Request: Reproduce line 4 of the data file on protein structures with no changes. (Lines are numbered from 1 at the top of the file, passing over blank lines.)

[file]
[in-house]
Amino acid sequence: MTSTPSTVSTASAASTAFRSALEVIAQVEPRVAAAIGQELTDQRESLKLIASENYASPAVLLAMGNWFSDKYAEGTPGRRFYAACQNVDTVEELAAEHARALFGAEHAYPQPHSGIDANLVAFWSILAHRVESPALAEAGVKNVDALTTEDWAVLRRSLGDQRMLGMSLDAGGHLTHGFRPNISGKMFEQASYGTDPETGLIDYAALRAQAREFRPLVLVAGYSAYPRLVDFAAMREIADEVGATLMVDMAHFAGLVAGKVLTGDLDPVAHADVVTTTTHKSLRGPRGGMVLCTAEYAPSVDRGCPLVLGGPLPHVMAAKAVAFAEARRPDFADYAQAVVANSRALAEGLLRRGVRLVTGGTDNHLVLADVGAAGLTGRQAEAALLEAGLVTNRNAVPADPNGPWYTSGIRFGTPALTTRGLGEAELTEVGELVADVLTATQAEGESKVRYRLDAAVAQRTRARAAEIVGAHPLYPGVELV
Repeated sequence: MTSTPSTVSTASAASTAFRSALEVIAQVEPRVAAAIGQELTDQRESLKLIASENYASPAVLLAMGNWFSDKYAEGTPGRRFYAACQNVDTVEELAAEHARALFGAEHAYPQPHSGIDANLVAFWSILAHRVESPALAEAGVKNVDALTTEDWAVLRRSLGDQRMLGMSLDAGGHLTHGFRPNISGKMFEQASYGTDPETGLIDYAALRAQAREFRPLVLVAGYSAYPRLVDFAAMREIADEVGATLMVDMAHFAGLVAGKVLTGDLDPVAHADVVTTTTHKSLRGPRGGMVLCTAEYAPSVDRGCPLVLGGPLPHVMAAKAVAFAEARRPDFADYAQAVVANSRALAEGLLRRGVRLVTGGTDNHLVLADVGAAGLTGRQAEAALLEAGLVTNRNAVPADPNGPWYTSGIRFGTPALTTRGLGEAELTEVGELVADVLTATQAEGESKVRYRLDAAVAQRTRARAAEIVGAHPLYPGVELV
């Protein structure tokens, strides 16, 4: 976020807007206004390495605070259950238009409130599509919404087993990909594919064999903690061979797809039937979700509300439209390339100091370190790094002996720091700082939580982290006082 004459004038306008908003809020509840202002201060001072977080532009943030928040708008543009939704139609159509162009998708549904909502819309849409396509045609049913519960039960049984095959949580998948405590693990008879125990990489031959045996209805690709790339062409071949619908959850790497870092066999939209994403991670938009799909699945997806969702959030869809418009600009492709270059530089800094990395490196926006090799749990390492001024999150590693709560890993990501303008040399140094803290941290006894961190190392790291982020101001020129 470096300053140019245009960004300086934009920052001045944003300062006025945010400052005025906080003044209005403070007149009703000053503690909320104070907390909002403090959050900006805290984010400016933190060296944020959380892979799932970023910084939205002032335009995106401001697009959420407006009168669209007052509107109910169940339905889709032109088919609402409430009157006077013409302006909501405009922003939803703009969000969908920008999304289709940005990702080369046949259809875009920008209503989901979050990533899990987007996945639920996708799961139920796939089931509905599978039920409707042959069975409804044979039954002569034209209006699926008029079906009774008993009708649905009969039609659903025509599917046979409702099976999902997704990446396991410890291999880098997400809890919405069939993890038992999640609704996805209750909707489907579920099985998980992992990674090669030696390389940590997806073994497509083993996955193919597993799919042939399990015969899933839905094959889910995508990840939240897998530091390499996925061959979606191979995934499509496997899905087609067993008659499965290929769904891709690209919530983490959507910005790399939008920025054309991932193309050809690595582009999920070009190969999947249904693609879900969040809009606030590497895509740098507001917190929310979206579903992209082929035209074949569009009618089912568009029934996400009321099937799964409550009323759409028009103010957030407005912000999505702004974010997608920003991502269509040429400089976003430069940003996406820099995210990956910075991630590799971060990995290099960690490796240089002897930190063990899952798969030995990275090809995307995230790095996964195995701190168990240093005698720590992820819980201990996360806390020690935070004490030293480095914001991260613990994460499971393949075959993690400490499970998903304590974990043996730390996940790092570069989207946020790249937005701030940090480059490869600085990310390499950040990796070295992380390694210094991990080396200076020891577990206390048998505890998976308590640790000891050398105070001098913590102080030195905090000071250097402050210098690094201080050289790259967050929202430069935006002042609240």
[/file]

């Protein structure tokens, strides 16, 4: 976020807007206004390495605070259950238009409130599509919404087993990909594919064999903690061979797809039937979700509300439209390339100091370190790094002996720091700082939580982290006082 004459004038306008908003809020509840202002201060001072977080532009943030928040708008543009939704139609159509162009998708549904909502819309849409396509045609049913519960039960049984095959949580998948405590693990008879125990990489031959045996209805690709790339062409071949619908959850790497870092066999939209994403991670938009799909699945997806969702959030869809418009600009492709270059530089800094990395490196926006090799749990390492001024999150590693709560890993990501303008040399140094803290941290006894961190190392790291982020101001020129 470096300053140019245009960004300086934009920052001045944003300062006025945010400052005025906080003044209005403070007149009703000053503690909320104070907390909002403090959050900006805290984010400016933190060296944020959380892979799932970023910084939205002032335009995106401001697009959420407006009168669209007052509107109910169940339905889709032109088919609402409430009157006077013409302006909501405009922003939803703009969000969908920008999304289709940005990702080369046949259809875009920008209503989901979050990533899990987007996945639920996708799961139920796939089931509905599978039920409707042959069975409804044979039954002569034209209006699926008029079906009774008993009708649905009969039609659903025509599917046979409702099976999902997704990446396991410890291999880098997400809890919405069939993890038992999640609704996805209750909707489907579920099985998980992992990674090669030696390389940590997806073994497509083993996955193919597993799919042939399990015969899933839905094959889910995508990840939240897998530091390499996925061959979606191979995934499509496997899905087609067993008659499965290929769904891709690209919530983490959507910005790399939008920025054309991932193309050809690595582009999920070009190969999947249904693609879900969040809009606030590497895509740098507001917190929310979206579903992209082929035209074949569009009618089912568009029934996400009321099937799964409550009323759409028009103010957030407005912000999505702004974010997608920003991502269509040429400089976003430069940003996406820099995210990956910075991630590799971060990995290099960690490796240089002897930190063990899952798969030995990275090809995307995230790095996964195995701190168990240093005698720590992820819980201990996360806390020690935070004490030293480095914001991260613990994460499971393949075959993690400490499970998903304590974990043996730390996940790092570069989207946020790249937005701030940090480059490869600085990310390499950040990796070295992380390694210094991990080396200076020891577990206390048998505890998976308590640790000891050398105070001098913590102080030195905090000071250097402050210098690094201080050289790259967050929202430069935006002042609240």